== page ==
Getting Your Clients to Make Payments on Time
One of the major problems small businesses face is late payments. This is usually the result of poor business-client communication. To avoid such problems, you first need to set clear payment rules that will meet the needs of both parties. Most importantly, you should go above and beyond to build and nourish fully transparent relationships with your trusted clients.
Set Strict Payment Policies
To get your clients to take you seriously, you need to set some strict invoicing rules they need to follow. Otherwise, they will make payments whenever and however they want. This is why you need to have a long talk with your client and create a detailed billing framework that works for both parties. This could be, for example, a contract that ensures that the payment terms are respected and that everyone is on the same page.
Here are a few incredibly important factors you need to include in your contract in order to avoid miscommunication:
- When and how you will get paid (receiving the money upfront, once the payment is over, or even by splitting the sum into a few payments).
- How do you charge for your services, per project or per hour?
- The project deadlines and the pace at which you will deliver your work.
- The types of payments you will accept.
- Straightforward payment terms, such as “payment due in 30 days.”
- Late fees and when they will be charged.
- What happens if the project is canceled by a client. It is fine to get compensated for those aspects of the project you’ve already done.
- The copyright transfer agreement, meaning that you will give copyright to your client once they pay you for the full service.
Send Your Invoices on Time
No matter how busy you are, you need to deliver your invoices on time. By procrastinating, you’re actually telling your clients that you don’t care about when and how you will get paid. Unsurprisingly, you may end up waiting to be compensated for your work for a few months. Sending the invoice immediately is a bold move that shows you appreciate punctuality and that you are highly professional.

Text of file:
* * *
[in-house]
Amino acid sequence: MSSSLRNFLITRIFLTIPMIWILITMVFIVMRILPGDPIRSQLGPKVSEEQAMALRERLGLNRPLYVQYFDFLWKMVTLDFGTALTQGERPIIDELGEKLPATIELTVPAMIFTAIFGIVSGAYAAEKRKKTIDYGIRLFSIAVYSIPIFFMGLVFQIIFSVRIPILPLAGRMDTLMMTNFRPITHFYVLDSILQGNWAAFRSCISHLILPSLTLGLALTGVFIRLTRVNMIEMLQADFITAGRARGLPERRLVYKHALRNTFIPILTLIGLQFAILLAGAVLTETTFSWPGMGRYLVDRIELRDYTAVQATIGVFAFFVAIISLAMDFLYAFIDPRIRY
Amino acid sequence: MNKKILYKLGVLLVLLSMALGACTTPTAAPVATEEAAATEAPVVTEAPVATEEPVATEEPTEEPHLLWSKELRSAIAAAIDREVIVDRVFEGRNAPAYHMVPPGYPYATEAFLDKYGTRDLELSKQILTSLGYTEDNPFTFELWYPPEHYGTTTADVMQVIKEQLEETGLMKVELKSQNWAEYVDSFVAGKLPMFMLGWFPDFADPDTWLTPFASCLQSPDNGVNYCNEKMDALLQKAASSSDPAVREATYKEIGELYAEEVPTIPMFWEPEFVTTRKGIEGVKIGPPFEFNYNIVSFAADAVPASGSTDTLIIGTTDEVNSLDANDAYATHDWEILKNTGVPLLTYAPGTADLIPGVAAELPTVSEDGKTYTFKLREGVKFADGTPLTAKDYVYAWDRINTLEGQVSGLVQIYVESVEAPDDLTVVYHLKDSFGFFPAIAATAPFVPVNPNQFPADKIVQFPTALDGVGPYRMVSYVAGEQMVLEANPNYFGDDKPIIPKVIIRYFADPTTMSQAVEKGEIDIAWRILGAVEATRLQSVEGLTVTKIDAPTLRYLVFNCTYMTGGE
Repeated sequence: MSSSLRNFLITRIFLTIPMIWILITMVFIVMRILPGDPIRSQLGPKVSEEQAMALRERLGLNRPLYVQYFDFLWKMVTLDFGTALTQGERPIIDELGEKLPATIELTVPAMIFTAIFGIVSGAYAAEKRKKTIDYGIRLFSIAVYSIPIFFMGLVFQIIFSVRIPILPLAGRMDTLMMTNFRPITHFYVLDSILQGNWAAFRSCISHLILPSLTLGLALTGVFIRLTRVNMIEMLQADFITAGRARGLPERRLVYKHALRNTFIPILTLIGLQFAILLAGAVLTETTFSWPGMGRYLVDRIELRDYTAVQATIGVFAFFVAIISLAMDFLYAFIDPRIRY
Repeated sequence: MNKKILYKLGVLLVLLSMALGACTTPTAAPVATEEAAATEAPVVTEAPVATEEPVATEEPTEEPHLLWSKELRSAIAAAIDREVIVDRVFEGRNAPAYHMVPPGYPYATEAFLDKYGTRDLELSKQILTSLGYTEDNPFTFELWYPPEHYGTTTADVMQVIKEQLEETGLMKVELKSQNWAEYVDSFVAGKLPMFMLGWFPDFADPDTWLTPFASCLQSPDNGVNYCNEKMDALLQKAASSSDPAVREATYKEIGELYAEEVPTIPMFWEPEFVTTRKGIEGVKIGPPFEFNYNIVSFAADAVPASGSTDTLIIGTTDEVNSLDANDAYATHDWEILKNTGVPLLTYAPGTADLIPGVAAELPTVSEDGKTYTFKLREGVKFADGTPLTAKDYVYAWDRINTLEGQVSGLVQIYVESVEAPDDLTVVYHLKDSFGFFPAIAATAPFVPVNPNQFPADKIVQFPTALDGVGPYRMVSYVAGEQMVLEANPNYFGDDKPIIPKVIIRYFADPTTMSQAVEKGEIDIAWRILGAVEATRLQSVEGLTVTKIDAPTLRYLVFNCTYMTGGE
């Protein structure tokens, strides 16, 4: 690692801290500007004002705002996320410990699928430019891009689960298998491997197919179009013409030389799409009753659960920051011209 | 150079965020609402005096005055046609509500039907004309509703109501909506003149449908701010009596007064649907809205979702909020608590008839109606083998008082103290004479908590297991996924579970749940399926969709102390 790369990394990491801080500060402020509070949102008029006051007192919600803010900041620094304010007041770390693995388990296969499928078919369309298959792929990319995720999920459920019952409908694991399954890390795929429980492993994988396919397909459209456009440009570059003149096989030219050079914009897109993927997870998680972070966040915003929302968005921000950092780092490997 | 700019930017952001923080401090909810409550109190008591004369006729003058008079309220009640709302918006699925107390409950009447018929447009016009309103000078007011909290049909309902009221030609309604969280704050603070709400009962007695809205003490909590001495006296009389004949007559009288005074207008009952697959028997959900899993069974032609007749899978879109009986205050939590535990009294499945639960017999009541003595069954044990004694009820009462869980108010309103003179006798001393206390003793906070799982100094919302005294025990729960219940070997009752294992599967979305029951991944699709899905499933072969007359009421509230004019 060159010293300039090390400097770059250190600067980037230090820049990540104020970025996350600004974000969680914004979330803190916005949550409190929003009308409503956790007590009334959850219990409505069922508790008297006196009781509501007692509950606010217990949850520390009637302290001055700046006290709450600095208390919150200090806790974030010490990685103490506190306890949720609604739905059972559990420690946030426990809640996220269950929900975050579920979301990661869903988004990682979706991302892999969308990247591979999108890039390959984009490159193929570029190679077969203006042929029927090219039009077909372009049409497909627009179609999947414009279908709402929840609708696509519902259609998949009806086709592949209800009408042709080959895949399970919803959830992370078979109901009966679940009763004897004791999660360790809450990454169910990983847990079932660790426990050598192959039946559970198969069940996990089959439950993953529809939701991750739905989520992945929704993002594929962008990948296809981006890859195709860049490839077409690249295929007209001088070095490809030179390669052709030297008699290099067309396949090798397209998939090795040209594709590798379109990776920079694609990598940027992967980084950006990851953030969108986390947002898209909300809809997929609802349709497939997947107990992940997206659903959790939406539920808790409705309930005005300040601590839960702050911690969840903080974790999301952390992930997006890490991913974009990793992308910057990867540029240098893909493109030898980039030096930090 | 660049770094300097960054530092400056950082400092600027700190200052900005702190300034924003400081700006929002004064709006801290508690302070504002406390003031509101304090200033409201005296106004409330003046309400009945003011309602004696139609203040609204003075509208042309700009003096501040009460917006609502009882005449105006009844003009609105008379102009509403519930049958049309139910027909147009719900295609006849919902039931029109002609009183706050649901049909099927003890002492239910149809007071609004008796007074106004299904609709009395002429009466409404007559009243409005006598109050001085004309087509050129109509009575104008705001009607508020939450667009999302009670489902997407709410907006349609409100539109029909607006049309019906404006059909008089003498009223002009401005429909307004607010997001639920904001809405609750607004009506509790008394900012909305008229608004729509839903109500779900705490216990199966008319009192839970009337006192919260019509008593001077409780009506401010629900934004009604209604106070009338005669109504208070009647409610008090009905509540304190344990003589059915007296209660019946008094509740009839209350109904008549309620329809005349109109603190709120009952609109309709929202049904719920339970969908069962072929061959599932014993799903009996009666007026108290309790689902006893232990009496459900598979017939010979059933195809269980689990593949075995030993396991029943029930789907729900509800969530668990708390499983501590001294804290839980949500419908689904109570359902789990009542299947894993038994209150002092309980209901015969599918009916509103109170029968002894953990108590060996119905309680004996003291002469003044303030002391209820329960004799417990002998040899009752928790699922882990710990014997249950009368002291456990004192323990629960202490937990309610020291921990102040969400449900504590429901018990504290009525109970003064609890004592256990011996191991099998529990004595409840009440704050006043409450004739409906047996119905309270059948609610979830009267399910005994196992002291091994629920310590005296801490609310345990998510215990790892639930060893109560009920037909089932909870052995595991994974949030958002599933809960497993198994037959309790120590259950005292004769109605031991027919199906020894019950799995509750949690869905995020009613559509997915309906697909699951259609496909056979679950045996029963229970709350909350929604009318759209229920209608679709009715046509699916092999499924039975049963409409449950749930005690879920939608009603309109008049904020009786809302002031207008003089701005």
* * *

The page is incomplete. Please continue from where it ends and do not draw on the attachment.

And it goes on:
Follow up on Late Invoices
This is definitely your least favorite aspect of your communication with a client, but it is a necessity. Sometimes, your clients will simply forget to send you the money and they need to be reminded to do so. Of course, you need to mind your tone. Be as pleasant as possible in order to solve the problem effectively and maintain solid relationships with your clients.
You could start by sending a polite email reminder. If you notice that the client is not answering, you could simply set up a call or a meeting with them to see what the problem is about. In cases when a client is ignoring your emails and calls for months or even weeks, you should consider taking legal action. If you created a thorough contract and your client signed it, the court should rule in your favor.
As the rebilling process may cost you time and money, you should consider automating it. Billing platforms using a direct debit system can offer failed payment handling services, which include rebilling a customer that had previously failed to carry out the transaction. For you, this means monitoring failed payment transactions in real time and tailoring your rebilling processes to your business’s needs. On the other hand, your customer is given the opportunity to identify the cause of failed payment and take immediate steps to resolve the problem fast.
No matter how tedious it may seem to you right now, creating a solid billing system will help you protect your interests and get compensated for your hard work. Most importantly, it allows you to create highly transparent relationships with your clients, where they’ll know exactly what to expect from you. This is the key to boosting their satisfaction and inspiring them to stay loyal to you.